WHERE
      ([Id] = @IdFilter OR @IdFilter IS NULL)
    AND ([Name] LIKE @NameFilter OR @NameFilter IS NULL)
    AND ([Status] = @StatusFilter OR @StatusFilter IS NULL)
    
    

     

    When UPDLOCK is there - what I would expect is that it locks the individual rows (matching the where clause) with U locks; what actually happens is that it locks also half of the table with U locks as it scans for the matching records.

    When UPDLOCK is not there - I would expect similar to the above just with S locks; what actually happens is that it locks the matching records with U locks, but fortunately not the scanned indexes, and therefore the cursor locking conflict is avoided. It is not perfect but it's fine with me. Perfect would be if it were using S locks, so users would receive errors only when actually trying to update records locked by someone else. It used to have the S locking functionality on MSSQL 2000, hence "Cursor Concurrency" 2000 vs. "Cursor Concurrency" 2008 . As you could see there is a subtle change in the "matrix", in MSSQL 2008 it is needed to specify SCROLL_LOCKS so there could be U locks, otherwise there are no locks, while in MSSQL 2000 there was a possibility to use HOLDLOCK in combination with READ_ONLY to obtain S locks (btw HOLDLOCK = SERIALIZABLE). So this is how I accepted the U locks in MSSQL 2008, and even made it obvious by specifying the UPDLOCK hint, but as it showed up it works better withouth that hint.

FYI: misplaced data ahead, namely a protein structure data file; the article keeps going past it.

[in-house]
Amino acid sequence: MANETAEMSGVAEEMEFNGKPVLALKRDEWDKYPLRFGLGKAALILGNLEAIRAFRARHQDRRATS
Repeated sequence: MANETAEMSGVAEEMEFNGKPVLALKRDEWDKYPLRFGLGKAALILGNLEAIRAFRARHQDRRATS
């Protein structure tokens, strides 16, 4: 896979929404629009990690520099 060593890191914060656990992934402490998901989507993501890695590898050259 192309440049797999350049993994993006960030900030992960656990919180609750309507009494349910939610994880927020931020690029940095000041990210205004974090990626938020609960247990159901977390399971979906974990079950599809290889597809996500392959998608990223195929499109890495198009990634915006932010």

It is confusing.

    Thanks and have a good day.

     

    Wednesday, February 2, 2011 9:53 PM